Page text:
• TestCleanupAttribute: The method that is marked with this attribute runs after each test is executed. This method runs before method marked with ClassCleanup attribute and after methods marked with TestMethod attribute. This attribute can only be applied to a method. A class can have only one method marked with this attribute. This method won’t execute  if there is any exception in the method marked with TestInitialize attribute.

  • DataSourceAttribute: This attribute provides data-source specific information for data-driven testing.

  • PriortyAttribute: This attribute is used to specify the priorty of an unit test.

  • IgnoreAttribute: This attribute is used to ignore the unit test i.e. specific test should not run.

  • ExpectedExceptionAttribute: This is used in case exception is expected during execution of unit test.

  • Assert: This class verifies conditions in unit test.

  • TestContext: This class is used to store information that is provided to unit tests.

  • TestConfigurationSection: This class provides access to data source configuration data.

  • TestConfiguration: This class provides access to a TestConfigurationSection that represents the microsoft.visualstudio.testtools section in an app.config file.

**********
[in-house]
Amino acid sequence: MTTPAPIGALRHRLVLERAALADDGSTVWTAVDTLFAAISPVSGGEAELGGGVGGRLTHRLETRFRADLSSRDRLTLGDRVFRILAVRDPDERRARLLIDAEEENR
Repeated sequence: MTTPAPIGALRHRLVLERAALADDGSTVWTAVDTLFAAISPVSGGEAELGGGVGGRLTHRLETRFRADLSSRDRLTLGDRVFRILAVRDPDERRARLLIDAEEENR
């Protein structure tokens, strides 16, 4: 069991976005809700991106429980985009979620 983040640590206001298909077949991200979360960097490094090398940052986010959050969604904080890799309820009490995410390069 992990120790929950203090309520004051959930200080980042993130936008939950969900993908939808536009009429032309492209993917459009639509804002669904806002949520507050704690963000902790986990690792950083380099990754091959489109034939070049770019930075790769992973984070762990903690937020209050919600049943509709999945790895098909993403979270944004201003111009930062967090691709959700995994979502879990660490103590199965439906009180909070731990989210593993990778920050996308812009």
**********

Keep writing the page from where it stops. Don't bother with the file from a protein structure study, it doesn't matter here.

The order in which methods marked with these attributes will run by the test engine is displayed below assuming we have one assembly, one class marked with TestClassAttribute, one method marked with TestMethodAttribute. I have provided this example as

  1. Methods marked with AssemblyInitialize and AssemblyCleanUp attributes will execute only once for an assembly.

  2. Methods marked with ClassInitialize and ClassCleanUp attributes will execute only once for each class in an assembly.

  3. Methods marked with TestInitialize and TestCleanUp attributes will execute before and after respectively for each test method(i.e. method marked with TestMethod attribute).

image

I have discussed the common attributes required by the test engine to execute unit test. For more information about this assembly please read this link microsoft.visualstudio.testtools.unittesting. I’ll now move on to the next assembly i.e. Microsoft.Data.Schema.UnitTesting.

Microsoft.Data.Schema.UnitTesting:

This assembly provides the classes to run and execute unit tests. The classes grouped by namespace for this assembly are displayed below

image

Microsoft.Data.Schema.UnitTesting:

This namespace provides classes that you can use to create and execute database unit tests. The classes are listed below